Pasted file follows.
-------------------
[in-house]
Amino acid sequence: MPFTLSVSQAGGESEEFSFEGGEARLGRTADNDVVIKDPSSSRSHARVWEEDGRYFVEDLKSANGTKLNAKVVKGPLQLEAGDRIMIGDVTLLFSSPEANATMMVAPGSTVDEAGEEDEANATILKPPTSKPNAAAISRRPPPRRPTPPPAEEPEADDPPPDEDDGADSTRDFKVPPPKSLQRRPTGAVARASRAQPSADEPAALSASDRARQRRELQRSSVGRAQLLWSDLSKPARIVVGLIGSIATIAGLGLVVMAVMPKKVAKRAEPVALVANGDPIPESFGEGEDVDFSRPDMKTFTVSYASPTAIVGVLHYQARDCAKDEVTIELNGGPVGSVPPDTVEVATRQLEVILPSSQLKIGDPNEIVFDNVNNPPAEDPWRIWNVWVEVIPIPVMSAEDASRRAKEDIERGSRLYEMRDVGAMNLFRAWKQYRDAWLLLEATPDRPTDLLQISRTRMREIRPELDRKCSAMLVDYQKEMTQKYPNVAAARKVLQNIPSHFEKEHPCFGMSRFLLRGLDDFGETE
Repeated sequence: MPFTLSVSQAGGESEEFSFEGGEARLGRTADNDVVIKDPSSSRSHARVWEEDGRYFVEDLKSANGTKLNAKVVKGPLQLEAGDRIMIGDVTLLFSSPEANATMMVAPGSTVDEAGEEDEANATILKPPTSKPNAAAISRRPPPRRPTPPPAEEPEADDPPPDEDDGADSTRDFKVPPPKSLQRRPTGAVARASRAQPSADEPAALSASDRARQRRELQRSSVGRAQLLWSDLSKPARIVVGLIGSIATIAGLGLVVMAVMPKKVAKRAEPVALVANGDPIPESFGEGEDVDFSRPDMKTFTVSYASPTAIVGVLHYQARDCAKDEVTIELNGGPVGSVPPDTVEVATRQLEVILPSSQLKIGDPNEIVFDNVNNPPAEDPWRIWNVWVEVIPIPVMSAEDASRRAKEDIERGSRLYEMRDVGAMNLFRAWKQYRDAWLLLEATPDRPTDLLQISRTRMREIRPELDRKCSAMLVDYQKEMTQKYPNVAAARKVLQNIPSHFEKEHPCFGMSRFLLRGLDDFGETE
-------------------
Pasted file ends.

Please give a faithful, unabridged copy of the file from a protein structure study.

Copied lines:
[in-house]
Amino acid sequence: MPFTLSVSQAGGESEEFSFEGGEARLGRTADNDVVIKDPSSSRSHARVWEEDGRYFVEDLKSANGTKLNAKVVKGPLQLEAGDRIMIGDVTLLFSSPEANATMMVAPGSTVDEAGEEDEANATILKPPTSKPNAAAISRRPPPRRPTPPPAEEPEADDPPPDEDDGADSTRDFKVPPPKSLQRRPTGAVARASRAQPSADEPAALSASDRARQRRELQRSSVGRAQLLWSDLSKPARIVVGLIGSIATIAGLGLVVMAVMPKKVAKRAEPVALVANGDPIPESFGEGEDVDFSRPDMKTFTVSYASPTAIVGVLHYQARDCAKDEVTIELNGGPVGSVPPDTVEVATRQLEVILPSSQLKIGDPNEIVFDNVNNPPAEDPWRIWNVWVEVIPIPVMSAEDASRRAKEDIERGSRLYEMRDVGAMNLFRAWKQYRDAWLLLEATPDRPTDLLQISRTRMREIRPELDRKCSAMLVDYQKEMTQKYPNVAAARKVLQNIPSHFEKEHPCFGMSRFLLRGLDDFGETE
Repeated sequence: MPFTLSVSQAGGESEEFSFEGGEARLGRTADNDVVIKDPSSSRSHARVWEEDGRYFVEDLKSANGTKLNAKVVKGPLQLEAGDRIMIGDVTLLFSSPEANATMMVAPGSTVDEAGEEDEANATILKPPTSKPNAAAISRRPPPRRPTPPPAEEPEADDPPPDEDDGADSTRDFKVPPPKSLQRRPTGAVARASRAQPSADEPAALSASDRARQRRELQRSSVGRAQLLWSDLSKPARIVVGLIGSIATIAGLGLVVMAVMPKKVAKRAEPVALVANGDPIPESFGEGEDVDFSRPDMKTFTVSYASPTAIVGVLHYQARDCAKDEVTIELNGGPVGSVPPDTVEVATRQLEVILPSSQLKIGDPNEIVFDNVNNPPAEDPWRIWNVWVEVIPIPVMSAEDASRRAKEDIERGSRLYEMRDVGAMNLFRAWKQYRDAWLLLEATPDRPTDLLQISRTRMREIRPELDRKCSAMLVDYQKEMTQKYPNVAAARKVLQNIPSHFEKEHPCFGMSRFLLRGLDDFGETE